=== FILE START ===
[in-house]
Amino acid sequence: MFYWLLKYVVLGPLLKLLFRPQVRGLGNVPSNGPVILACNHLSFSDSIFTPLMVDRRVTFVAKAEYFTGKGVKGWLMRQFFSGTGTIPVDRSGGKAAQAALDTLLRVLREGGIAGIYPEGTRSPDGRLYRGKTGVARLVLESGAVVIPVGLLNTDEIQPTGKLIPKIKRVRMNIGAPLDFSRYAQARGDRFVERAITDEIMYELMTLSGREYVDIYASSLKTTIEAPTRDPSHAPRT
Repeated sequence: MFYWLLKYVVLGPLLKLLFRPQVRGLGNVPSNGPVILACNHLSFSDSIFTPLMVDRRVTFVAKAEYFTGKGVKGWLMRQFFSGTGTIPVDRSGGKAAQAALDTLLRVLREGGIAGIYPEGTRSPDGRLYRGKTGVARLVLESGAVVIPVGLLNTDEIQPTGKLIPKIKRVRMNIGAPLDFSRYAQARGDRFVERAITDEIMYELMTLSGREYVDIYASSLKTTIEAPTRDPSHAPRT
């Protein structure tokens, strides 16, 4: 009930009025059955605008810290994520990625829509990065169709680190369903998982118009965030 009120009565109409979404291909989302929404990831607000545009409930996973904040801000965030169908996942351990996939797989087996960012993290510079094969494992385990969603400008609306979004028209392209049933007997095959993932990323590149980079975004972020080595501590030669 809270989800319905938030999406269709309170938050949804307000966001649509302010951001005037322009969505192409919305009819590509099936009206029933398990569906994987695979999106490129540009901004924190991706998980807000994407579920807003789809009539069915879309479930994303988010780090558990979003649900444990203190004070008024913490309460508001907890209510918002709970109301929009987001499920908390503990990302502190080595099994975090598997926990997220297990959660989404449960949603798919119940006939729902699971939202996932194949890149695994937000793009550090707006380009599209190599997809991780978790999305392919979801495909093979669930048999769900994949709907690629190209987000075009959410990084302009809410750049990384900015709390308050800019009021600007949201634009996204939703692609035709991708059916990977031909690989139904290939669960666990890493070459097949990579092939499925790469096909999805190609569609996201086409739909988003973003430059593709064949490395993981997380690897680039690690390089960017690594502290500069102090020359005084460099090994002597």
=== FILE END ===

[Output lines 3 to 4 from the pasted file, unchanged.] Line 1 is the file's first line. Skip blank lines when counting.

Repeated sequence: MFYWLLKYVVLGPLLKLLFRPQVRGLGNVPSNGPVILACNHLSFSDSIFTPLMVDRRVTFVAKAEYFTGKGVKGWLMRQFFSGTGTIPVDRSGGKAAQAALDTLLRVLREGGIAGIYPEGTRSPDGRLYRGKTGVARLVLESGAVVIPVGLLNTDEIQPTGKLIPKIKRVRMNIGAPLDFSRYAQARGDRFVERAITDEIMYELMTLSGREYVDIYASSLKTTIEAPTRDPSHAPRT
């Protein structure tokens, strides 16, 4: 009930009025059955605008810290994520990625829509990065169709680190369903998982118009965030 009120009565109409979404291909989302929404990831607000545009409930996973904040801000965030169908996942351990996939797989087996960012993290510079094969494992385990969603400008609306979004028209392209049933007997095959993932990323590149980079975004972020080595501590030669 809270989800319905938030999406269709309170938050949804307000966001649509302010951001005037322009969505192409919305009819590509099936009206029933398990569906994987695979999106490129540009901004924190991706998980807000994407579920807003789809009539069915879309479930994303988010780090558990979003649900444990203190004070008024913490309460508001907890209510918002709970109301929009987001499920908390503990990302502190080595099994975090598997926990997220297990959660989404449960949603798919119940006939729902699971939202996932194949890149695994937000793009550090707006380009599209190599997809991780978790999305392919979801495909093979669930048999769900994949709907690629190209987000075009959410990084302009809410750049990384900015709390308050800019009021600007949201634009996204939703692609035709991708059916990977031909690989139904290939669960666990890493070459097949990579092939499925790469096909999805190609569609996201086409739909988003973003430059593709064949490395993981997380690897680039690690390089960017690594502290500069102090020359005084460099090994002597």